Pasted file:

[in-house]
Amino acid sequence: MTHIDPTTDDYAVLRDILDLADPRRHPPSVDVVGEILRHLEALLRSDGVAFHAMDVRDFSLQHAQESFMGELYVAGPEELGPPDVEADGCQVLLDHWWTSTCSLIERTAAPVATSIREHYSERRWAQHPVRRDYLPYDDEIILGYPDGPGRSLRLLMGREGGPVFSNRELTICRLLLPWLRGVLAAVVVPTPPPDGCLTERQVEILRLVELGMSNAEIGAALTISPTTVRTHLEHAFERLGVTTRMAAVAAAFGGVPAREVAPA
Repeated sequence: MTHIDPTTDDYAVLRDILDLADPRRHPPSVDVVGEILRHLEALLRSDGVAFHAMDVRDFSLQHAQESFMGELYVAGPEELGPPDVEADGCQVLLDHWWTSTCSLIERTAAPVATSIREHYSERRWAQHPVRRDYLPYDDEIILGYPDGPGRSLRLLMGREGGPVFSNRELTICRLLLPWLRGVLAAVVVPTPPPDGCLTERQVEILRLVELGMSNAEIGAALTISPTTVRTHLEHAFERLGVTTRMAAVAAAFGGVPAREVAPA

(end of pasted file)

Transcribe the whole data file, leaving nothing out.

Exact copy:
[in-house]
Amino acid sequence: MTHIDPTTDDYAVLRDILDLADPRRHPPSVDVVGEILRHLEALLRSDGVAFHAMDVRDFSLQHAQESFMGELYVAGPEELGPPDVEADGCQVLLDHWWTSTCSLIERTAAPVATSIREHYSERRWAQHPVRRDYLPYDDEIILGYPDGPGRSLRLLMGREGGPVFSNRELTICRLLLPWLRGVLAAVVVPTPPPDGCLTERQVEILRLVELGMSNAEIGAALTISPTTVRTHLEHAFERLGVTTRMAAVAAAFGGVPAREVAPA
Repeated sequence: MTHIDPTTDDYAVLRDILDLADPRRHPPSVDVVGEILRHLEALLRSDGVAFHAMDVRDFSLQHAQESFMGELYVAGPEELGPPDVEADGCQVLLDHWWTSTCSLIERTAAPVATSIREHYSERRWAQHPVRRDYLPYDDEIILGYPDGPGRSLRLLMGREGGPVFSNRELTICRLLLPWLRGVLAAVVVPTPPPDGCLTERQVEILRLVELGMSNAEIGAALTISPTTVRTHLEHAFERLGVTTRMAAVAAAFGGVPAREVAPA